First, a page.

During this post we are going to discuss some interesting facts about cloning. As we know Snowflake’s Zero Copy Cloning feature offers a fast and straightforward method to duplicate tables, schemas, or entire databases. Importantly, this process incurs no extra costs, as the created copy utilizes the same underlying storage as the original object. Have we considered the repercussions on the underlying CLONE table if we decide to drop the original table? There are some prevalent misconceptions in this regard.
- One common assumption is that once the Time Travel and Failsafe period for the original table expires, the respective Clone table would become empty.
- Another misconception is that the CLONED table would now possess the micro-partitions of the original table
Interestingly, the answer to the above questions is ‘NO’. The importance of the “RETAINED_FOR_CLONE_BYTES“ column in the TABLE_STORAGE_METRICS View is more pronounced. As per the definition:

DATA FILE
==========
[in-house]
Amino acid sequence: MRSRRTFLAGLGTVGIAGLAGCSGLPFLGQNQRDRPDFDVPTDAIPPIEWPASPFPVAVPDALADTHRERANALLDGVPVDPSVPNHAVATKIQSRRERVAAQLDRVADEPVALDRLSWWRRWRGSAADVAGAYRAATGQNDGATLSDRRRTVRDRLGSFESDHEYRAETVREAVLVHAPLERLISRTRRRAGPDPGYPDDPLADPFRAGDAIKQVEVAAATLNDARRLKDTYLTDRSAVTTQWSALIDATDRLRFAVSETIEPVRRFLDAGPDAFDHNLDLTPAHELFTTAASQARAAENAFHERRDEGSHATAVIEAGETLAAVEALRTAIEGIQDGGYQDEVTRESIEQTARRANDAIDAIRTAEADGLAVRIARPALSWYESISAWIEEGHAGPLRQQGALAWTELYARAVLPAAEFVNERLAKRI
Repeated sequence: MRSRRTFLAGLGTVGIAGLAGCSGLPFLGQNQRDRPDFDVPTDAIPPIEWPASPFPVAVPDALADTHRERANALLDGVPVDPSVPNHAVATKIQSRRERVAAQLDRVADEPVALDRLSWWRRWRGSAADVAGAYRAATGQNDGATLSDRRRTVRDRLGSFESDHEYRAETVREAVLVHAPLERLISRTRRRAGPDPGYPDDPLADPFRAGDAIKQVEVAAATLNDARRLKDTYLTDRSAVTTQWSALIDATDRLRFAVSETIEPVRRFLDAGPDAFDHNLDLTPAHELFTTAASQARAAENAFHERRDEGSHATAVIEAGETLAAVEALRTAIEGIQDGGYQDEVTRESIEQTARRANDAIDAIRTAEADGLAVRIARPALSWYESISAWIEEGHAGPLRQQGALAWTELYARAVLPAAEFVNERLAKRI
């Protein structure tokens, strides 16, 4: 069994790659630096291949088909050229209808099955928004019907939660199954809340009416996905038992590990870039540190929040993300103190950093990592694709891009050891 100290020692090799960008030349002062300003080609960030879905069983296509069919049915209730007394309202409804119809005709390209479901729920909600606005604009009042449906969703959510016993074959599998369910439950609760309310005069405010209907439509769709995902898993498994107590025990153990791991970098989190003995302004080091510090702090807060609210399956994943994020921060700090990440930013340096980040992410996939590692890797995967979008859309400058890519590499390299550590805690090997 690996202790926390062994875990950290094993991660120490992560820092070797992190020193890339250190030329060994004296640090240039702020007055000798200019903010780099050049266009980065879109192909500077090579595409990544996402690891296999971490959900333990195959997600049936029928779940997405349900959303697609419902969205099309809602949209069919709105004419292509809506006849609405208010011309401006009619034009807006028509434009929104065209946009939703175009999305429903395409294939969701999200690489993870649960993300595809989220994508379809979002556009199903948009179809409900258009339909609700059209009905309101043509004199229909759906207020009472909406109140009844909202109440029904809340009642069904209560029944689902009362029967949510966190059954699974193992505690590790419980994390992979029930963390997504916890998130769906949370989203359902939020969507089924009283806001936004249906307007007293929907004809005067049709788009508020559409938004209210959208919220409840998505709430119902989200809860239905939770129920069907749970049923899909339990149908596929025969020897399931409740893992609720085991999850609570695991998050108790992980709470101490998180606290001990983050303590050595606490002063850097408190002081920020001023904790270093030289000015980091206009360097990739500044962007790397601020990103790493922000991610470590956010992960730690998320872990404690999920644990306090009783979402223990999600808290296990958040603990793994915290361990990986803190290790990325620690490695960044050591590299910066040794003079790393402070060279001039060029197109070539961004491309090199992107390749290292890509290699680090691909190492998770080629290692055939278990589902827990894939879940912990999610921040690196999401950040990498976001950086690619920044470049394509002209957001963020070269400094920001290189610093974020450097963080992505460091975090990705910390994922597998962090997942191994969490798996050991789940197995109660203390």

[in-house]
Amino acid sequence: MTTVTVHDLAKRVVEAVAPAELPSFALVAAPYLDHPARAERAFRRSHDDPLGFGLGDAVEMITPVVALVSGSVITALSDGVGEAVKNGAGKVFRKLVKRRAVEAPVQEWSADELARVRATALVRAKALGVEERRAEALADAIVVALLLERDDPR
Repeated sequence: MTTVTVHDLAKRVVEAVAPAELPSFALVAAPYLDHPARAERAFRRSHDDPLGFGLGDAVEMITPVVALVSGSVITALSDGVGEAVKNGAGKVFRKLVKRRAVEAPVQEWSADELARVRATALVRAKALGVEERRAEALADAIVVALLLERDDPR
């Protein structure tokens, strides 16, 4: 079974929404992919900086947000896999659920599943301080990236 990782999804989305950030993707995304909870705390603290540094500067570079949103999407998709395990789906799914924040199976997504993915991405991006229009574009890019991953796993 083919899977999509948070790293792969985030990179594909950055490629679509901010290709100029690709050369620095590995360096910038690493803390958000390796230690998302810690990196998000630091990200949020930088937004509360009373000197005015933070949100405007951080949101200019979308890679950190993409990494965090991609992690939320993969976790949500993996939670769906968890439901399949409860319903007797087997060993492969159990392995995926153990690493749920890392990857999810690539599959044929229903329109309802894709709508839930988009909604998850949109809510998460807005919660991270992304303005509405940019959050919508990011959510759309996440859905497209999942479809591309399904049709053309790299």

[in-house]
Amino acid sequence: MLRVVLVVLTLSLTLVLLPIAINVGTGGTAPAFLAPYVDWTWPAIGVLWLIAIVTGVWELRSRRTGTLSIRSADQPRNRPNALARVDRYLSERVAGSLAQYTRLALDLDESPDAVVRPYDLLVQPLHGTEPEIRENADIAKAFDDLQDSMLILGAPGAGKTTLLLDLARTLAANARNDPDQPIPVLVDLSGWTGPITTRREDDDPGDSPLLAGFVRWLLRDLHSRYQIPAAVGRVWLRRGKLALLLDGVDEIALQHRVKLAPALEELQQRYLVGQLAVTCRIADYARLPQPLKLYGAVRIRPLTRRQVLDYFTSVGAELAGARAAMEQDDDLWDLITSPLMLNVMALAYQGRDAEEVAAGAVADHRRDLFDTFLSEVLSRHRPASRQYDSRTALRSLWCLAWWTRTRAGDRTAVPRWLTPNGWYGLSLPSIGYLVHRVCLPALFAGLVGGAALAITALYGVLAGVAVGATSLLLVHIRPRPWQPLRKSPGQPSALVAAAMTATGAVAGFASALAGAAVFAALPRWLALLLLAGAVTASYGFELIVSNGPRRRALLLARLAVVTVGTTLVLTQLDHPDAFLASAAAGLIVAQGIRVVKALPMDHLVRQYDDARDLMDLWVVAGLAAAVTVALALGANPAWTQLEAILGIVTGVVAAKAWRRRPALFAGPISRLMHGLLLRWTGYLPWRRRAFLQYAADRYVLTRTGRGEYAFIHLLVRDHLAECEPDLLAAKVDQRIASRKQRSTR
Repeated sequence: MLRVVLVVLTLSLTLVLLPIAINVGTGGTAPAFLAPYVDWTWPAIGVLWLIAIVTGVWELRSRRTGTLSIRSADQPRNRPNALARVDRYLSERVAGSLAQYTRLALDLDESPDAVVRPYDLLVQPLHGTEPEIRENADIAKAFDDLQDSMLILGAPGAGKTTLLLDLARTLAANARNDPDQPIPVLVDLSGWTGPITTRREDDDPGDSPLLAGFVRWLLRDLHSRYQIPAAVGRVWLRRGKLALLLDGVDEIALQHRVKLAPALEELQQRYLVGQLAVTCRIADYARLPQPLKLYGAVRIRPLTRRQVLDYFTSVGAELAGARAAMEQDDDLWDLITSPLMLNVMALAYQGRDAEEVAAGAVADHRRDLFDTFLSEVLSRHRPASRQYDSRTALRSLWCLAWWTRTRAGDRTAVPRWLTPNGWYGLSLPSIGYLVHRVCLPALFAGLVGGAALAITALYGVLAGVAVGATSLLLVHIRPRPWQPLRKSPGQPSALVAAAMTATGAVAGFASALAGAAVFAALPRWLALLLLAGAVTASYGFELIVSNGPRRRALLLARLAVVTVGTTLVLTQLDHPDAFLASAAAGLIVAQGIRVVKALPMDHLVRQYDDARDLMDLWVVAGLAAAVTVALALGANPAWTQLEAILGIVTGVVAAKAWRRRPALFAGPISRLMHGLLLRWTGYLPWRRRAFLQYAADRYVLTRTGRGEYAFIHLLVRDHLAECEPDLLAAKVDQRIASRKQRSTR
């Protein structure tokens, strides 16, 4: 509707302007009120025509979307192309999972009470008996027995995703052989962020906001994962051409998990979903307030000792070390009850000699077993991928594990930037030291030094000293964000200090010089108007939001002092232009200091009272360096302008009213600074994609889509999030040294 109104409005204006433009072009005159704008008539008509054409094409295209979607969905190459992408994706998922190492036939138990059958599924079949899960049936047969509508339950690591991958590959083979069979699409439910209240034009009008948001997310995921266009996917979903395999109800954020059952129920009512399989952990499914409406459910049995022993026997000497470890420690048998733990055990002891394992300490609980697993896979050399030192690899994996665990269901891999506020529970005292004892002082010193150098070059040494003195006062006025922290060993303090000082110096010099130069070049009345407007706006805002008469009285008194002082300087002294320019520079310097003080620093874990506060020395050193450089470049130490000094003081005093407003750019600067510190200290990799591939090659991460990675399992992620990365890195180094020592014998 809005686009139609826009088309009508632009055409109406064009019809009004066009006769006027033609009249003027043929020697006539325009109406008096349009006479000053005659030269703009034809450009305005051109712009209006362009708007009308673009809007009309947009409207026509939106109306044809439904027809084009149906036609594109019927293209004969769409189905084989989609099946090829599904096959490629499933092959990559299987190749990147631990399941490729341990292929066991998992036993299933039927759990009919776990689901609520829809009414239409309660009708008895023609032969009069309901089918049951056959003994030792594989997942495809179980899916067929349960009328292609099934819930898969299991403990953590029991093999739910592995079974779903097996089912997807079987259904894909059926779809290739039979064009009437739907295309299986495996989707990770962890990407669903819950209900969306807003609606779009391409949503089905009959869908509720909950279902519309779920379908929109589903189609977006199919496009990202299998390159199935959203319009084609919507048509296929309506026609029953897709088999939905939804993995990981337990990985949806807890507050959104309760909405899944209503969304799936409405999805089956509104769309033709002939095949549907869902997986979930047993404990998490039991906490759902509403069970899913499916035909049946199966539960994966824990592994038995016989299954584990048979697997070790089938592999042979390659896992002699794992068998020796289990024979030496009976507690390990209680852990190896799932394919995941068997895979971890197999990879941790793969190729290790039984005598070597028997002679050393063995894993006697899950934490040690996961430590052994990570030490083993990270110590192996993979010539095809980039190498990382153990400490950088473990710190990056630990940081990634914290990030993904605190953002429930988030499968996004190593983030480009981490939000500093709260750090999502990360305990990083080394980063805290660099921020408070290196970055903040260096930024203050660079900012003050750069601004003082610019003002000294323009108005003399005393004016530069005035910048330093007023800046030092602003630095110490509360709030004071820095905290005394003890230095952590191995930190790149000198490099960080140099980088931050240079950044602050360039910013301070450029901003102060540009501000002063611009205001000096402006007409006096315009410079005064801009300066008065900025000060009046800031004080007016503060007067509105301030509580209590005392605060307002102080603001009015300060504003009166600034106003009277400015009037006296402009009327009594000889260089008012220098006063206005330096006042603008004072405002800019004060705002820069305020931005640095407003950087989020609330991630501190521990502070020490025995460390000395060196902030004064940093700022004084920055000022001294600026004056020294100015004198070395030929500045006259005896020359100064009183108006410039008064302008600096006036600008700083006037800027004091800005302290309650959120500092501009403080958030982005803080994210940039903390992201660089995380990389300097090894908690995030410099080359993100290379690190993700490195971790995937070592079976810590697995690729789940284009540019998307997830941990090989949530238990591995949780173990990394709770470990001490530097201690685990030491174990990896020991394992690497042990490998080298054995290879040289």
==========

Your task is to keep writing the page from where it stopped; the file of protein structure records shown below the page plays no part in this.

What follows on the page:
RETAINED_FOR_CLONE_BYTES: Bytes owned by (and billed to) this table that are retained after deletion because they are referenced by one or more clones of this table.
Lets try to understand with example:
After dropping the CUST_TABLE, the table had a data retention period of 1 day, so after 24 hours, it transitioned to Failsafe. Confirm the details about my table using the following query:
select * from information_schema.table_storage_metrics where table_name = 'CUST_TABLE';
We are still able to query the data into CLONE table which is as per expected behavior.
Now after the 7 days of FAILSAFE goes over, our original table is not available inside information_schema.table_storage_metrics view.
We conducted parallel verification in the CLONE table, and it continues to retain the records without any impact on the record count; the table was already populated.
This raises the question of how the CLONE table still holds records even when the original table no longer exists in the system. Does this imply that we are no longer incurring storage costs for the CLONED data? Additionally, this presents the clever idea that we can clone large tables, drop the original table, and consequently save on storage costs.
Certainly, Snowflake is intelligent enough to retain information about your cloned table even if you drop the original table. The details of original table are stored in the
snowflake.account_usage.table_storage_metrics table, and the
RETAINED_FOR_CLONE_BYTES column clearly displays this information.
So till the time your CLONE table is available you have to pay the storage cost even the original table is dropped.